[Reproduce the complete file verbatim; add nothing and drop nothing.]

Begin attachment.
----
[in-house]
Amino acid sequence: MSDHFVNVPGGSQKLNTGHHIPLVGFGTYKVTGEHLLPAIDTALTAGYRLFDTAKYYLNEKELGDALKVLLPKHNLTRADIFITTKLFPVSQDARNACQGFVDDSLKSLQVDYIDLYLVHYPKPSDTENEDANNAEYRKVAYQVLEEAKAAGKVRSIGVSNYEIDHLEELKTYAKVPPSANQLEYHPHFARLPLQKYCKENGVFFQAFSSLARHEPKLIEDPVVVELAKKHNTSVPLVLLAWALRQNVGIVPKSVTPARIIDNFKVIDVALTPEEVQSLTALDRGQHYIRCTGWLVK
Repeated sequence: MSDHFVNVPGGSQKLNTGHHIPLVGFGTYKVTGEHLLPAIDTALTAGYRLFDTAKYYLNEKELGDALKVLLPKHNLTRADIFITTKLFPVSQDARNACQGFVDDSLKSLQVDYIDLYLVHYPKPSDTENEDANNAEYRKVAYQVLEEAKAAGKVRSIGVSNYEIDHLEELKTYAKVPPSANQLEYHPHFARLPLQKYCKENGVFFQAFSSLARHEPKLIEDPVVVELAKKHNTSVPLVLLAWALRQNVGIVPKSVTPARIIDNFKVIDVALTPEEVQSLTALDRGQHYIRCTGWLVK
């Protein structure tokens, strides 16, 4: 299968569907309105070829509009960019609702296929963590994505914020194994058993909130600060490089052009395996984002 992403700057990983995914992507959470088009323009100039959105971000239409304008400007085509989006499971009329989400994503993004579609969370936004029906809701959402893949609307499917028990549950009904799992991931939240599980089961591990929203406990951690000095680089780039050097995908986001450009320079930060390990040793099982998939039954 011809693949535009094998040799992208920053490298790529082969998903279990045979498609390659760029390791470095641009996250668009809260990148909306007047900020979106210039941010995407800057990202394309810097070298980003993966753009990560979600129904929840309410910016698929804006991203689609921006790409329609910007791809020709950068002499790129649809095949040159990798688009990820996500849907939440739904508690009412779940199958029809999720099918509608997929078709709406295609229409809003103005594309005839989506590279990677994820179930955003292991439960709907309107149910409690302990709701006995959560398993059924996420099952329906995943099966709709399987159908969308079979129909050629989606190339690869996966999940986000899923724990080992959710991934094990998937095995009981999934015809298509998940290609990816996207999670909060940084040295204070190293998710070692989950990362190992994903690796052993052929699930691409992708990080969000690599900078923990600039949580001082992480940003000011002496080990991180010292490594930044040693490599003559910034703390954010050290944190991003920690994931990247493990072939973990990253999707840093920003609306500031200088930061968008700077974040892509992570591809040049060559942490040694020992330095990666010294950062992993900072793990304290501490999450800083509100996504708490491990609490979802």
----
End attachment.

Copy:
[in-house]
Amino acid sequence: MSDHFVNVPGGSQKLNTGHHIPLVGFGTYKVTGEHLLPAIDTALTAGYRLFDTAKYYLNEKELGDALKVLLPKHNLTRADIFITTKLFPVSQDARNACQGFVDDSLKSLQVDYIDLYLVHYPKPSDTENEDANNAEYRKVAYQVLEEAKAAGKVRSIGVSNYEIDHLEELKTYAKVPPSANQLEYHPHFARLPLQKYCKENGVFFQAFSSLARHEPKLIEDPVVVELAKKHNTSVPLVLLAWALRQNVGIVPKSVTPARIIDNFKVIDVALTPEEVQSLTALDRGQHYIRCTGWLVK
Repeated sequence: MSDHFVNVPGGSQKLNTGHHIPLVGFGTYKVTGEHLLPAIDTALTAGYRLFDTAKYYLNEKELGDALKVLLPKHNLTRADIFITTKLFPVSQDARNACQGFVDDSLKSLQVDYIDLYLVHYPKPSDTENEDANNAEYRKVAYQVLEEAKAAGKVRSIGVSNYEIDHLEELKTYAKVPPSANQLEYHPHFARLPLQKYCKENGVFFQAFSSLARHEPKLIEDPVVVELAKKHNTSVPLVLLAWALRQNVGIVPKSVTPARIIDNFKVIDVALTPEEVQSLTALDRGQHYIRCTGWLVK
């Protein structure tokens, strides 16, 4: 299968569907309105070829509009960019609702296929963590994505914020194994058993909130600060490089052009395996984002 992403700057990983995914992507959470088009323009100039959105971000239409304008400007085509989006499971009329989400994503993004579609969370936004029906809701959402893949609307499917028990549950009904799992991931939240599980089961591990929203406990951690000095680089780039050097995908986001450009320079930060390990040793099982998939039954 011809693949535009094998040799992208920053490298790529082969998903279990045979498609390659760029390791470095641009996250668009809260990148909306007047900020979106210039941010995407800057990202394309810097070298980003993966753009990560979600129904929840309410910016698929804006991203689609921006790409329609910007791809020709950068002499790129649809095949040159990798688009990820996500849907939440739904508690009412779940199958029809999720099918509608997929078709709406295609229409809003103005594309005839989506590279990677994820179930955003292991439960709907309107149910409690302990709701006995959560398993059924996420099952329906995943099966709709399987159908969308079979129909050629989606190339690869996966999940986000899923724990080992959710991934094990998937095995009981999934015809298509998940290609990816996207999670909060940084040295204070190293998710070692989950990362190992994903690796052993052929699930691409992708990080969000690599900078923990600039949580001082992480940003000011002496080990991180010292490594930044040693490599003559910034703390954010050290944190991003920690994931990247493990072939973990990253999707840093920003609306500031200088930061968008700077974040892509992570591809040049060559942490040694020992330095990666010294950062992993900072793990304290501490999450800083509100996504708490491990609490979802």